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In
linear algebra, a **column vector** with elements is an
matrix^{
[1]} consisting of a single column of entries, for example,

Similarly, a **row vector** is a matrix for some , consisting of a single row of entries,

(Throughout this article, boldface is used for both row and column vectors.)

The transpose (indicated by T) of any row vector is a column vector, and the transpose of any column vector is a row vector:

and

The set of all row vectors with *n* entries in a given
field (such as the
real numbers) forms an *n*-dimensional
vector space; similarly, the set of all column vectors with *m* entries forms an *m*-dimensional vector space.

The space of row vectors with *n* entries can be regarded as the
dual space of the space of column vectors with *n* entries, since any linear functional on the space of column vectors can be represented as the left-multiplication of a unique row vector.

To simplify writing column vectors in-line with other text, sometimes they are written as row vectors with the transpose operation applied to them.

or

Some authors also use the convention of writing both column vectors and row vectors as rows, but separating row vector elements with
commas and column vector elements with
semicolons (see alternative notation 2 in the table below).^{[
citation needed]}

Row vector | Column vector | |
---|---|---|

Standard matrix notation(array spaces, no commas, transpose signs) |
||

Alternative notation 1(commas, transpose signs) |
||

Alternative notation 2(commas and semicolons, no transpose signs) |

Matrix multiplication involves the action of multiplying each row vector of one matrix by each column vector of another matrix.

The
dot product of two column vectors **a** and **b**, considered as elements of a coordinate space, is equal to the matrix product of the transpose of **a** with **b**,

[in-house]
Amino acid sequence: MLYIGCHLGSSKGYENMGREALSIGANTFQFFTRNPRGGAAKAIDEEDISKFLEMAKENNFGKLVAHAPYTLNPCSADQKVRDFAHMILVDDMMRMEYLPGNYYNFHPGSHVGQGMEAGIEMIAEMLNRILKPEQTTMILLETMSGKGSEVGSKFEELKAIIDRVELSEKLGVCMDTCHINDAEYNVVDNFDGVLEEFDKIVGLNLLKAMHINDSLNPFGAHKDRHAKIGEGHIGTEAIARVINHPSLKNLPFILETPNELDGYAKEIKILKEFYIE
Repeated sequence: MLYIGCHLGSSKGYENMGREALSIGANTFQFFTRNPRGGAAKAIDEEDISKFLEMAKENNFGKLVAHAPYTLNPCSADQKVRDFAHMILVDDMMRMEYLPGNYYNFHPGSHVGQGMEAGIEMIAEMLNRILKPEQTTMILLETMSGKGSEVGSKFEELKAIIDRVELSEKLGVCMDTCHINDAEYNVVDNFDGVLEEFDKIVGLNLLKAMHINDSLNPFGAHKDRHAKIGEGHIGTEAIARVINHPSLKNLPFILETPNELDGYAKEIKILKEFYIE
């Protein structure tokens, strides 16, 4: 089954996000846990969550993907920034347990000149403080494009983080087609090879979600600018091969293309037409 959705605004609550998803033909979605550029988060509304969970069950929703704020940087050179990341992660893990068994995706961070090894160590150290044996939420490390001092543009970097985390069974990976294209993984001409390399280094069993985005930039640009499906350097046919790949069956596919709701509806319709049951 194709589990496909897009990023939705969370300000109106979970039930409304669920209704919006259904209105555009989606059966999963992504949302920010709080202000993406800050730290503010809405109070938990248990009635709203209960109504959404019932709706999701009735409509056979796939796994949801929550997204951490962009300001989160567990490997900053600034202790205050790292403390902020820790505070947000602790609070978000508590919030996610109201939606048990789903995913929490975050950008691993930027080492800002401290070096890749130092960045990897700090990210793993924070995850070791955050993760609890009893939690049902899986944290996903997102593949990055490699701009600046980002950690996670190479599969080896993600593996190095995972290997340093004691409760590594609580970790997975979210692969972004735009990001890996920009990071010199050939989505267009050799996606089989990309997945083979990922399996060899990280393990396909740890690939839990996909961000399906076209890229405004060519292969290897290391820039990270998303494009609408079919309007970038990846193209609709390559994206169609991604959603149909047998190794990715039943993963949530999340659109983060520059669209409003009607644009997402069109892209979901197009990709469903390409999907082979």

By the symmetry of the dot product, the
dot product of two column vectors **a** and **b** is also equal to the matrix product of the transpose of **b** with **a**,

The matrix product of a column and a row vector gives the
outer product of two vectors **a** and **b**, an example of the more general
tensor product. The matrix product of the column vector representation of **a** and the row vector representation of **b** gives the components of their dyadic product,

which is the
transpose of the matrix product of the column vector representation of **b** and the row vector representation of **a**,

An *n* × *n* matrix *M* can represent a
linear map and act on row and column vectors as the linear map's
transformation matrix. For a row vector *v*, the product *vM* is another row vector *p*:

Another *n* × *n* matrix *Q* can act on *p*,

Then one can write *t* = *p Q* = *v MQ*, so the
matrix product transformation *MQ* maps *v* directly to *t*. Continuing with row vectors, matrix transformations further reconfiguring *n*-space can be applied to the right of previous outputs.

When a column vector is transformed to another column vector under an *n* × *n* matrix action, the operation occurs to the left,

- ,

leading to the algebraic expression *QM v*^{T} for the composed output from *v*^{T} input. The matrix transformations mount up to the left in this use of a column vector for input to matrix transformation.

- Covariance and contravariance of vectors
- Index notation
- Vector of ones
- Single-entry vector
- Standard unit vector
- Unit vector

**^**Artin, Michael (1991).*Algebra*. Englewood Cliffs, NJ: Prentice-Hall. p. 2. ISBN 0-13-004763-5.

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*Linear Algebra Done Right*(2nd ed.), Springer-Verlag, ISBN 0-387-98259-0 - Lay, David C. (August 22, 2005),
*Linear Algebra and Its Applications*(3rd ed.), Addison Wesley, ISBN 978-0-321-28713-7 - Meyer, Carl D. (February 15, 2001),
*Matrix Analysis and Applied Linear Algebra*, Society for Industrial and Applied Mathematics (SIAM), ISBN 978-0-89871-454-8, archived from the original on March 1, 2001 - Poole, David (2006),
*Linear Algebra: A Modern Introduction*(2nd ed.), Brooks/Cole, ISBN 0-534-99845-3 - Anton, Howard (2005),
*Elementary Linear Algebra (Applications Version)*(9th ed.), Wiley International - Leon, Steven J. (2006),
*Linear Algebra With Applications*(7th ed.), Pearson Prentice Hall